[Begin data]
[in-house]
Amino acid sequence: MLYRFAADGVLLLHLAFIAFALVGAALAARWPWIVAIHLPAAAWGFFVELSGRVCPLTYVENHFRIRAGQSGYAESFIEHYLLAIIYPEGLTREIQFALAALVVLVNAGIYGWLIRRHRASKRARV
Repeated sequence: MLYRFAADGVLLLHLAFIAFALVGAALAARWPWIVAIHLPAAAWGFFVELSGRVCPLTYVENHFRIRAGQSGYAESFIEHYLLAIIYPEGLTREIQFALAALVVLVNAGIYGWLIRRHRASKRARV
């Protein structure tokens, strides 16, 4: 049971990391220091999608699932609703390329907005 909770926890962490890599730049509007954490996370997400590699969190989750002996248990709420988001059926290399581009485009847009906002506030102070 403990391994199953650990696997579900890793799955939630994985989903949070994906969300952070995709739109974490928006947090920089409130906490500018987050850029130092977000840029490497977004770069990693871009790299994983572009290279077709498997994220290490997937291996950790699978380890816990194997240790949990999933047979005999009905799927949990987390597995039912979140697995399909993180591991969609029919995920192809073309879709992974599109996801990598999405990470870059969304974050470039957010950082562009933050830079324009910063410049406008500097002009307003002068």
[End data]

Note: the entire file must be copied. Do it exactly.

[in-house]
Amino acid sequence: MLYRFAADGVLLLHLAFIAFALVGAALAARWPWIVAIHLPAAAWGFFVELSGRVCPLTYVENHFRIRAGQSGYAESFIEHYLLAIIYPEGLTREIQFALAALVVLVNAGIYGWLIRRHRASKRARV
Repeated sequence: MLYRFAADGVLLLHLAFIAFALVGAALAARWPWIVAIHLPAAAWGFFVELSGRVCPLTYVENHFRIRAGQSGYAESFIEHYLLAIIYPEGLTREIQFALAALVVLVNAGIYGWLIRRHRASKRARV
């Protein structure tokens, strides 16, 4: 049971990391220091999608699932609703390329907005 909770926890962490890599730049509007954490996370997400590699969190989750002996248990709420988001059926290399581009485009847009906002506030102070 403990391994199953650990696997579900890793799955939630994985989903949070994906969300952070995709739109974490928006947090920089409130906490500018987050850029130092977000840029490497977004770069990693871009790299994983572009290279077709498997994220290490997937291996950790699978380890816990194997240790949990999933047979005999009905799927949990987390597995039912979140697995399909993180591991969609029919995920192809073309879709992974599109996801990598999405990470870059969304974050470039957010950082562009933050830079324009910063410049406008500097002009307003002068």